My name is Casper Mulholland. I achieved 68th place at my first StarCityGames Invitational with a record of 10-6. This is that story.
2am Thursday morning, I was about to have an anxiety attack. I had been preparing for this tournament for weeks, my flight left in ten hours, and I couldn’t find my passport, which is the only form of government identification I own. My fiancee Olivia and I had scoured our apartment and her car for a solid 45 minutes in an attempt to track it down, but to no avail. Finally, Olivia found it on top of a dresser in a pile of objects I had asked her to move because they were blocking the TV. Exhausted and relieved, I was able to unwind and go to sleep.
I awoke five and a half hours later, groggy and unfocused, to get ready for my flight. Olivia dropped me off and headed to work, while I downloaded games onto my iPad in the half an hour of free internet the airport was so generous to supply.
The trip as a whole was uneventful, although the taxi driver overcharged me for the ride from the airport to Somerset (for those who plan on taking a taxi from Newark to Somerset, $79 plus tolls is nowhere near the “standard fare”). I checked into my hotel and ordered food from the only fast food place anywhere near the hotel: Papa John’s. Suffice to say that if what I ordered had “extra sauce,” their normal pizza is probably just bread and cheese.
I got to the Convention Center at 10am on Friday, registered for the Invitational, and sat down to goldfish my Legacy deck for a few hours. A few minutes after 11, I ran into two acquaintances from Tucson, Christian Castro and Nick Gil. Their travel woes were much more dire than mine, and they had gotten maybe half a night’s sleep between them. After commiserating for a little while, we split off. Nick walked around a bit, Christian went to the vendors to find good deals on foils, and I got some drinks to ensure I was hydrated for the big event.
The player meeting happened, everyone milled around for a few minutes, and then pairings went up.
Here’s what I played in Legacy:
I was unfamiliar at best with the Legacy format, so I picked a deck that was relatively straightforward to play and didn’t rely on any complicated understanding of how the format’s interactions worked. In addition, OmniTell was the premier combo deck in the format and it didn’t rely on the graveyard so I figured many players would be inclined to trim their dedicated graveyard hate.
Round one I beat an OmniTell player in two games because he was unable to draw a single copy of Show and Tell in the entire match. In game one, he cast something like all four copies of Preordain, multiples of Ponder and Brainstorm, and two copies of Dig Through Time without any luck. For my part, I kept a cantrip-heavy hand with no Dredger and failed to find one for the first few turns, but my opponent gave me more than enough time to get going and finish him off. Game two I had a better draw and forced him to have a turn three Show and Tell into Omniscience, which he didn’t.
Round two I beat a Lands player in three games. After an uneventful game one, my opponent led with land, Exploration, land, Grafdigger’s Cage on the play in game two. I drew and, not having boarded in Nature’s Claims, conceded. In game three I mulliganed to an acceptable four-card hand and my opponent didn’t find any graveyard hate.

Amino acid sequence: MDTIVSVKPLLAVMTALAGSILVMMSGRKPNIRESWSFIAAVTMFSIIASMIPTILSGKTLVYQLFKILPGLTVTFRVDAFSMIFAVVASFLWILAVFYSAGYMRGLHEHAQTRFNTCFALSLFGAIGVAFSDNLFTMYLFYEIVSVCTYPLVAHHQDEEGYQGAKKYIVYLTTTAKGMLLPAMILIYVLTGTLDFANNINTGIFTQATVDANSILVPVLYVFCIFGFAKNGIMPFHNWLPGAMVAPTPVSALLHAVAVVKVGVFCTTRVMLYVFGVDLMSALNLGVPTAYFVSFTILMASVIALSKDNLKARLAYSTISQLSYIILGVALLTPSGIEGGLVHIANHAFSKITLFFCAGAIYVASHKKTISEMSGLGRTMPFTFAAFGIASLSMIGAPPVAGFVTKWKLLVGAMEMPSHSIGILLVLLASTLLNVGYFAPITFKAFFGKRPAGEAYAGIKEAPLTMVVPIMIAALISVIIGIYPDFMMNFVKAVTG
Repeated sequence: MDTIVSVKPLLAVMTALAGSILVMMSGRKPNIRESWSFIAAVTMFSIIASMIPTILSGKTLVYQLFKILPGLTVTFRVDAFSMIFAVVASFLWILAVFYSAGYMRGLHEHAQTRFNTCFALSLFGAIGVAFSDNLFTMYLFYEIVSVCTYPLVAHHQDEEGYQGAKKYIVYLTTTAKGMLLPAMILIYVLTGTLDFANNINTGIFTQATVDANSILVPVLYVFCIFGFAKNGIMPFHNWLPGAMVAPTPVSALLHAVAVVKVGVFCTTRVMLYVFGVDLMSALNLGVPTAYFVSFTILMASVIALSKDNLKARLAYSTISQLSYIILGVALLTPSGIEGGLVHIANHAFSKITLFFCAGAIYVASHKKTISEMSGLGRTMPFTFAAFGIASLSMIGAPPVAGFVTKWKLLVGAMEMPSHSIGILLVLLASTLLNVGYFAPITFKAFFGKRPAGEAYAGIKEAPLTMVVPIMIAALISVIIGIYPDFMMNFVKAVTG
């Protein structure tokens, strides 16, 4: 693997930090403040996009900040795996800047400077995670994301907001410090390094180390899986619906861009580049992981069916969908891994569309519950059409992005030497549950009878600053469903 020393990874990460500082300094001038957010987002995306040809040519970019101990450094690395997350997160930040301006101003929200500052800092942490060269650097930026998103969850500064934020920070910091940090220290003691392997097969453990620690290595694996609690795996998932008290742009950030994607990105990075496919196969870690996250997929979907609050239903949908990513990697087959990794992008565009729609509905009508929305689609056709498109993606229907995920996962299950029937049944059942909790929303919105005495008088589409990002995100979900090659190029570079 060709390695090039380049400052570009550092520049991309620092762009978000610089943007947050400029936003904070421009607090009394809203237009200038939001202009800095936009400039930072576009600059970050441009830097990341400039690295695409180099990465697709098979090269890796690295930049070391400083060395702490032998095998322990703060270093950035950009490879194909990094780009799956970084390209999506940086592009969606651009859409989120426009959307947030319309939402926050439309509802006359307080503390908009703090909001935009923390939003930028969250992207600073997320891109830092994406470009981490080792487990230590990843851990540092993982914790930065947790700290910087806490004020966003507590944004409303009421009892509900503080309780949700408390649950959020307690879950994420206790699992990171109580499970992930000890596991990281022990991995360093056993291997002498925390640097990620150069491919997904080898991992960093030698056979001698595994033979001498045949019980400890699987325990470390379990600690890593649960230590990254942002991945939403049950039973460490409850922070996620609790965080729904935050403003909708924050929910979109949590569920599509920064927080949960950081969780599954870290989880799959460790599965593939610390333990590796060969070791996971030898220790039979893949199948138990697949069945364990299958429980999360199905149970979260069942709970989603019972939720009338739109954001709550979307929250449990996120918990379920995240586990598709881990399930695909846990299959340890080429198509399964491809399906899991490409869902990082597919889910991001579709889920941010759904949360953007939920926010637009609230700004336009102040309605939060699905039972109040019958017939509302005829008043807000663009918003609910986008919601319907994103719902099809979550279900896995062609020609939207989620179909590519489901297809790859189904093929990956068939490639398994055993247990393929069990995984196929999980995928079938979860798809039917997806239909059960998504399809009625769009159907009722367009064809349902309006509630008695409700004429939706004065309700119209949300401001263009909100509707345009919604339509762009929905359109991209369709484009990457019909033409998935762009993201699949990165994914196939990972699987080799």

In round three, I kept a slow but very reasonable six on the play and lost to my Four-Color Delver opponent’s turn one Deathrite Shaman. Game two I managed to grind out a win, with my opponent unable to find green mana for the entire game. Game three on the draw I mulliganed to a strong four-card hand (Grave-Troll, Ichorid, Ichorid, Lion’s Eye Diamond) but my opponent had the Daze for the LED and I lost in short order.
In round four, I beat Burn in two relatively uneventful games, the second of which was characterized by a turn one Iona on the draw naming Red.
So now I was 3-1, which was a relief considering I was much more nervous about Legacy than Standard. I got some pizza from the convention center’s food court and settled down for the second player meeting.
Here’s what I played in Standard:
I didn’t like Hangarback Walker nor Den Protector in this deck, and I still don’t. I wanted to be as proactive as possible, have most of my lands come into play untapped, and beat down hard. The maindeck Self-Inflicted Wounds were a metagame call, as there were probably two decks at most that they were completely dead against. My plan against cards like Elspeth and Ugin that I couldn’t realistically beat was to kill my opponent before they got enough lands in play to cast them. I was extremely comfortable with my deck choice and I still think it’s a great deck going forward, although I would make a couple of changes informed by the Invitational, which I will discuss later in the article.
Round five was a back and forth affair. In game one I lost to my GW Aggro opponent’s aggressive curve that featured Elvish Mystic into Surrak into Wingmate Roc while I stumbled on mana. In game two, our decks both functioned relatively well, but it was my opponent who failed to hit his fifth mana on time, and I resolved a raided Wingmate Roc (with a second one in hand) on a relatively clear board. Game three was stressful, as I mulliganed to five cards but was able to win anyway due to the fact that my cards were just better than my opponent’s and he didn’t put enough pressure on me to make the extra damage I took from my lands relevant.